If there is anything that all Europeans can be proud of regardless of their nationality, origin or identity, it is most certainly the rule of law, transparency, access to legal representation and equality before the law. We can be proud of how our continent has been governed by these principles for centuries and, even if an aggressive regime has occasionally been able to drag its country away from them, we could always find our way back to them eventually. On the other hand, there has always been another system lurking at the frontiers of Europe, ready to spread its untransparent and self-interested laws – let’s call it tribalism, clan mentality or mafia. Weak monarchs or governments have been known to give in to or at least co-exist with the mafia or the oligarchs but strong leaders and strong societies refused to tolerate them.
For a long time, we may have thought that the European Union was such a strong community since we have heard so much about its values and strict but fair laws. We Hungarians had long been hoping to become a member of this alliance because we thought that its norms and regulations would protect us once and for all from the backward forces that have regularly attempted to drive our Central European country to another, Asian road. In short, we thought we would be protected from the political mafia, the oligarchs, the obscure informal networks and the consequent vulnerability, weakness and general social deprivation.
Parliamentary elections held in Serbia last weekend did not hold too many surprises for those familiar with recent political developments in the small Balkan republic. In an election originally announced for 26 April but postponed amid the coronavirus pandemic, Alaksandar Vučić’s populist right-wing Serbia Progressive Party (SNS) snatched over 60 percent of the vote and some 190 mandates in the 250-seat Skupština, the Serbian parliament. The dominance of SNS is further underlined by the fact that virtually all real opposition parties dropped out of parliament regardless of parliamentary threshold cut down to 3 percent prior to the elections. Ivica Dačić’s Socialist Party scoring second place with just over 10 percent of the vote functions more like a satellite organization in a permanent governing coalition with the SNS. Thus, the strongest and only opposition party in the Serbian parliament will be the novel formation of Aleksandar Šapić, barely scraping through the threshold.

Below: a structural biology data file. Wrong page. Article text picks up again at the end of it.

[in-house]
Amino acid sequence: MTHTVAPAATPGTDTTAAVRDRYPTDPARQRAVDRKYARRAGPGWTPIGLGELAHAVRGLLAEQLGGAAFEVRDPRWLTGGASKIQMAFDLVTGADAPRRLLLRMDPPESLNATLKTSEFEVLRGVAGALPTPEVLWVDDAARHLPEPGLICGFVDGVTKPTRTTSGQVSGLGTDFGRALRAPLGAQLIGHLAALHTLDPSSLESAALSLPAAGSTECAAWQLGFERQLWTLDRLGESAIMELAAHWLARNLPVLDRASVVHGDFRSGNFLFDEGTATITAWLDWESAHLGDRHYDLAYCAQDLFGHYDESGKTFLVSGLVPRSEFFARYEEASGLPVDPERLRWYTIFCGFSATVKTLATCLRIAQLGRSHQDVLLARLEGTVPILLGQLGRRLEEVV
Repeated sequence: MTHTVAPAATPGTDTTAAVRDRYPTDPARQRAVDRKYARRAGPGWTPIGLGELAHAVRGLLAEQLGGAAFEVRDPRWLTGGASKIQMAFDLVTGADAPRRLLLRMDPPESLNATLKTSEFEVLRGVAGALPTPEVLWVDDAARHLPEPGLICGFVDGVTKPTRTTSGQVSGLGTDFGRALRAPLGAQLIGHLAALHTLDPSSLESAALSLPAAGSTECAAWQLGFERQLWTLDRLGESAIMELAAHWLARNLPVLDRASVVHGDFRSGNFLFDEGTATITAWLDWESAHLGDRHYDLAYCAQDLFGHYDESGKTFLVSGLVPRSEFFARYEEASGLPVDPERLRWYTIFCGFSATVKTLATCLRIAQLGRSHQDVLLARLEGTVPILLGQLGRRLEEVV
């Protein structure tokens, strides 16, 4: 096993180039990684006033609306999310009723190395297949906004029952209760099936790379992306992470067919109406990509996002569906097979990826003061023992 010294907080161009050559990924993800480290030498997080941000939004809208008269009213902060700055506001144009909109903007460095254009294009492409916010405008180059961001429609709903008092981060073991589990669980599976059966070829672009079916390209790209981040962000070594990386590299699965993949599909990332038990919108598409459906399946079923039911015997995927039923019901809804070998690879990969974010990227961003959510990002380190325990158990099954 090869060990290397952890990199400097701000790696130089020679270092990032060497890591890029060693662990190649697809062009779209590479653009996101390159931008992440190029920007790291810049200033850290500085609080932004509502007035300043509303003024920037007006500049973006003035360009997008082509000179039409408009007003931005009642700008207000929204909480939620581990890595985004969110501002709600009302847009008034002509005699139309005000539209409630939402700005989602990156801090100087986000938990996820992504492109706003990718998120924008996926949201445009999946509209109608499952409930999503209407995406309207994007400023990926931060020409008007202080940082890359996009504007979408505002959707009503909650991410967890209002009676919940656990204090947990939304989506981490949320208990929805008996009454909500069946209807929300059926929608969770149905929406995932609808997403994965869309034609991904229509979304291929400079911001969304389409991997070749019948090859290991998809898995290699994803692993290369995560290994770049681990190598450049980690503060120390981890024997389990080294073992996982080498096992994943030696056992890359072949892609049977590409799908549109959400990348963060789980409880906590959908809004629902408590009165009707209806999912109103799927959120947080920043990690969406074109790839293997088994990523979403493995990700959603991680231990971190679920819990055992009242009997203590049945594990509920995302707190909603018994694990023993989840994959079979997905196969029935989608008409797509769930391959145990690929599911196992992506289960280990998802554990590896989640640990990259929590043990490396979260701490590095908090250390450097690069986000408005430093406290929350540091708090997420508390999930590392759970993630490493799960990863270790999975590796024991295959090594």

Let us be clear at the outset: it is entirely unacceptable when a police officer kneels on the neck of a defenceless person until they suffocate. However, it is equally revolting when some take advantage of the tragedy of George Floyd and use it for their political purposes to annihilate opponents. Brutality of US police is a long overdue problem that roots deeply in American society. It did not start with the inauguration of Donald Trump as some would like to see it, and it is not only aimed at black people. It is undisputedly related to the ultraliberal right to keep and bear arms or the enormous social inequalities characteristic of the US.
Even critics of the European integration would concede to the argument that it has undisputedly contributed to an unprecedented era of reconciliation between hitherto hostile nation states.
Many factors played a part in reaching a consensus on the continent. The tragic common experience of horror and devastation on all sides in two subsequent world wars only partly explain the joint endeavour to build a European cooperation. Nothing ever was built on negation and negative experiences only. Creativity, goodwill, trust and vision are all necessary to construct a lasting mechanism. Without the cooperation and wisdom of a generation of like-minded political leaders, reigning in the Western hemisphere European integration could not have become reality.
Today is the 100th anniversary of the signing of the Trianon peace treaty. Such occasions create an opportunity for reflection on the past and an evaluation of lost opportunities and even perhaps contemplation of the future.
As it usually is the case in any historical evaluation, a treaty concluding a devastating war generally creates grievance and suffering for the losers and opportunities for the winners. This is certainly the case for the treaty ending the First World War, the most tragic war of human history to date. For Hungarians the treaty meant the dissolution of their 1000-year old kingdom, a loss of two thirds of its territory and 3.2 million of its ethnicity to neighbouring countries. On the other hand, for winners it meant territorial gain, resources and – in many instances – the birth of their independent nationhood on the ruins of another state.
The announcement by the European Commission of a recovery plan was hailed as an unprecedented sign of solidarity in the history of the European Union. Certainly, the EU has never faced an economic crisis comparable to the one unfolding and this required urgent and substantial financial measures that can assist ailing member states.
Far from approved, the plan and the numbers are robust. A EUR 500 billion recovery fund pooled by the EU from international stock markets and distributed to stricken member states in the form of grants and loans, coupled with a EUR 1000 billion funding embedded in the multiannual financial framework – as the seven year budget of the EU is known – looks like an adequate answer to fight the negative impacts of the pandemic. Additionally, earlier this year the EU already adopted a EUR 540 billion package, composed of financial loans and funds to help support SME’s and protects job across the continent.